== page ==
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Week In Review

Another Week Ends: (More) Addiction, Infidelity and Death, and Music to Get You Through It All

Another Week Ends: (More) Addiction, Infidelity and Death, and Music to Get You Through It All

1. This week, The NY Times made the astute observation that the new buzzword, “moment,” reflects something significant about the human condition. You need only glance at headlines to see how the word is being used—as far as media coverage goes, a “moment” is usually something trending, anything that garners fifteen minutes of fame. It could be a celebrity or a musical group; there are election moments and hurricane moments and Kanye moments. The article explains:

No nexus of events is too large or heterogeneous — no geopolitical weather too swirlingly turbulent — to avoid being reduced to the…

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Another Week Ends: Amabots, Dismaland, Resurrected Souls, Evangelical Wizards, more Brene, and the Death of the Internet

Another Week Ends: Amabots, Dismaland, Resurrected Souls, Evangelical Wizards, more Brene, and the Death of the Internet

1. By this point, you’ve probably gandered at The NY Times’ “Inside Amazon: Wrestling Big Ideas in a Bruising Workplace”, which describes the retail baron’s notorious pattern of “burn and churn” when it comes to its employees. If the report is to be believed, the closest reference point to their company ethos is that of the Prussian military, i.e. “Amazon is where overachievers go to feel bad about themselves.” While reports about the mega-retailer’s internal culture have been circulating for quite some time now, this is the article that will cement Bezos et al at the top of the performancist foodchain. One of the ways they’ve…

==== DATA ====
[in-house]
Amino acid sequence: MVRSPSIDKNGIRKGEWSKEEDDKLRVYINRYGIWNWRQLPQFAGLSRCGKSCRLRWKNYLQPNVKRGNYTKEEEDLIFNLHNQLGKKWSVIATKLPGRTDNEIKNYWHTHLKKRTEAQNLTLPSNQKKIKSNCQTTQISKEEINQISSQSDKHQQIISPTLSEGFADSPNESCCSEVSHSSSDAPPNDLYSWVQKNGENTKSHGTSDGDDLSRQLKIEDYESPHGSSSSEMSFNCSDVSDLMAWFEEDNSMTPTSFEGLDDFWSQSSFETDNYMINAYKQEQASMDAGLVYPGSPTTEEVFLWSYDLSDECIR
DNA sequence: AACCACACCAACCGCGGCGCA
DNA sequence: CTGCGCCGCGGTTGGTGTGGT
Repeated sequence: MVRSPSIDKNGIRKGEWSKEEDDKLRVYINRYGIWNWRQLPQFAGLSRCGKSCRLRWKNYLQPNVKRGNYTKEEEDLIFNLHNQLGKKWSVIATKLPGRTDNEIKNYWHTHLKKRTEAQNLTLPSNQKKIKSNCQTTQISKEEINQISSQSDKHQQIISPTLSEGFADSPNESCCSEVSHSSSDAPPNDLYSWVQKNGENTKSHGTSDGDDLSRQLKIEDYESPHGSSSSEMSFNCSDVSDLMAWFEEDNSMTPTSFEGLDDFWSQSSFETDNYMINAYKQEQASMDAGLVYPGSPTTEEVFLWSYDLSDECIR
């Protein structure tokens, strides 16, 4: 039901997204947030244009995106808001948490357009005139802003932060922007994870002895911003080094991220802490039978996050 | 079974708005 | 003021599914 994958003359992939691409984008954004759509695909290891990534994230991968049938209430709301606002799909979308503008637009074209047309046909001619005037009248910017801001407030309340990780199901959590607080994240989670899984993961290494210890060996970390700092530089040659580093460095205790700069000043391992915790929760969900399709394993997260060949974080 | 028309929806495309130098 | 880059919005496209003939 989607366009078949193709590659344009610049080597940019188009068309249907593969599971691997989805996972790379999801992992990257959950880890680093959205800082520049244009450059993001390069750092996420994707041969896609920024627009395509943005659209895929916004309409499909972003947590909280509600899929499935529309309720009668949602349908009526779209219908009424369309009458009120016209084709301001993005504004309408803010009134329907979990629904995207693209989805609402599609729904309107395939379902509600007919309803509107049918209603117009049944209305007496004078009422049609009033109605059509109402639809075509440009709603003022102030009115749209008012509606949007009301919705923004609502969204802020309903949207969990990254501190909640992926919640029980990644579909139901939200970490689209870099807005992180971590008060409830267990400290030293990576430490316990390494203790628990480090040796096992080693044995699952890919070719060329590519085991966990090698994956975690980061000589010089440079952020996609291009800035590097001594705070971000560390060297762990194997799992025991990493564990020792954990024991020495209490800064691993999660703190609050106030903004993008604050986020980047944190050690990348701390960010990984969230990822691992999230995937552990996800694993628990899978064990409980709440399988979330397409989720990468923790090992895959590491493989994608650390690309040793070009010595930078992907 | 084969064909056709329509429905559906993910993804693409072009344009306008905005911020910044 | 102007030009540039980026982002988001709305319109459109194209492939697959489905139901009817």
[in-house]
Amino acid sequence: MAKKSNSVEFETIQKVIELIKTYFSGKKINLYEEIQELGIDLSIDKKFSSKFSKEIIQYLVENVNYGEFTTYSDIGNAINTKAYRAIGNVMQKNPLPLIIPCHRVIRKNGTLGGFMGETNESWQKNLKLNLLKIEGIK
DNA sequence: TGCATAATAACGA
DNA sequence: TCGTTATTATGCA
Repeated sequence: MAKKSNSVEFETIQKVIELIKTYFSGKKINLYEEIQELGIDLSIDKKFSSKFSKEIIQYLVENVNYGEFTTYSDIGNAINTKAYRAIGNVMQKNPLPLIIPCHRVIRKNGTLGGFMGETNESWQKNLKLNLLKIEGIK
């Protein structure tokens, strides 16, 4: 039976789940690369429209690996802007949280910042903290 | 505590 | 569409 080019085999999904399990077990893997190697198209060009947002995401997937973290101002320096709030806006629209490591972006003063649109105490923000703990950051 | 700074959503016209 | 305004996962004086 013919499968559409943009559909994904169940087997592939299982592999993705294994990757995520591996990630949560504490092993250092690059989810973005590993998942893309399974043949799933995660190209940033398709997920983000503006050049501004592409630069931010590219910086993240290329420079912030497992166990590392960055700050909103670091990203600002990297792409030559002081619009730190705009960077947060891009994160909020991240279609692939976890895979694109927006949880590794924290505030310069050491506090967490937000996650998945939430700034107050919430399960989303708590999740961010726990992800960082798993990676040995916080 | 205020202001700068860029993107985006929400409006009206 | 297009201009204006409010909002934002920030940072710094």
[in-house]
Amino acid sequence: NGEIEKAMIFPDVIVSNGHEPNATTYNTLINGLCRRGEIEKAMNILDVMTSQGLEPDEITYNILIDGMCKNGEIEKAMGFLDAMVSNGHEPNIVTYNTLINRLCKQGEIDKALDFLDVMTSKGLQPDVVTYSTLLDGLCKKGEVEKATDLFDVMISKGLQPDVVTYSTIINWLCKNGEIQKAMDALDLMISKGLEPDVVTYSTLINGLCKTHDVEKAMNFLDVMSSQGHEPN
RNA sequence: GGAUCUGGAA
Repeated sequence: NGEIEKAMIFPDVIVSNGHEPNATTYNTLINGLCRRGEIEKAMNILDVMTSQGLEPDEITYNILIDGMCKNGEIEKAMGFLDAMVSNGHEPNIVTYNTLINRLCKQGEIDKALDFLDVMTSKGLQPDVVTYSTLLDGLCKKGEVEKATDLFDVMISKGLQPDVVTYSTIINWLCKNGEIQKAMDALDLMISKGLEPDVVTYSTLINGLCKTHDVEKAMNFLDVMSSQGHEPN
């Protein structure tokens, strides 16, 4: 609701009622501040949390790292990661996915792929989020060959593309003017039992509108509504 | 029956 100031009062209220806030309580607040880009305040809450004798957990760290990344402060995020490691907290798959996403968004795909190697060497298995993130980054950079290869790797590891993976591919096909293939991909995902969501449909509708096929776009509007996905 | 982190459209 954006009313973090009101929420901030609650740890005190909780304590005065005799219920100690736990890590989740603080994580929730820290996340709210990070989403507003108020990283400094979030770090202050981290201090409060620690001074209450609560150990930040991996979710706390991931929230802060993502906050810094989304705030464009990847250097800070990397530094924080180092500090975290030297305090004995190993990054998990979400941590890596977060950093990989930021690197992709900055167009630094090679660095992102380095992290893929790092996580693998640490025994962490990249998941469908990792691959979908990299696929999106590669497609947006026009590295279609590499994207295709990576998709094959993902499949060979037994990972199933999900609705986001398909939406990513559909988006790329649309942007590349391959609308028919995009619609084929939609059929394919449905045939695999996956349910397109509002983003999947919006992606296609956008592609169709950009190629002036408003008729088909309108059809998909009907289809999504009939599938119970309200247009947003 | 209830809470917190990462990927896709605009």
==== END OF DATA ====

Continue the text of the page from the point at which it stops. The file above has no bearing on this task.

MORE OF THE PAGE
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Another Week Ends: Trigger Warnings, Performance Bias, More Tinder, More True Detective, Plus Donald Trump, J.R.R. Tolkien, Gandhi and Tolstoy

Another Week Ends: Trigger Warnings, Performance Bias, More Tinder, More True Detective, Plus Donald Trump, J.R.R. Tolkien, Gandhi and Tolstoy

1. The Atlantic’s cover story this month comes from social science favorite Jonathan Haidt. His topic is the apprehension-du-jour, the ever-growing problem of P.C., especially in the realm of college classrooms and student learning. Haidt, a professor himself at NYU, sees the trend of “trigger warnings” and “vindictive protectiveness,” different from the political correctness interest of the 80s and 90s, mainly because this wave stems from emotional reasoning more than it does from objective reasoning. And he sees this as a danger to the learning of students, precisely because it prioritizes evasion of conflict rather than the confrontation of it.

Haidt…

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Another Week Ends: Unfunny Comedians, (More About) The End of the Tour, U2, Refugees, Migrants, and Local Symmetry

Another Week Ends: Unfunny Comedians, (More About) The End of the Tour, U2, Refugees, Migrants, and Local Symmetry

1) This week, the Atlantic posted an article entitled “That’s Not Funny! Today’s college students can’t seem to take a joke.” It seems that students who once had healthy desire not to step on controversial toes have seamlessly evolved into politcal-correctness police: The article’s author, Caitlin Flanagan, writes: “O, Utopia. Why must your sweet governance always turn so quickly from the Edenic to the Stalinist?” The article is ripe with provoking material on little-l laws and low anthropology.

Apparently it’s challenging for stand-up comedians to do live acts on college campuses, because it’s near-impossible to satisfy all the sensitivities the students…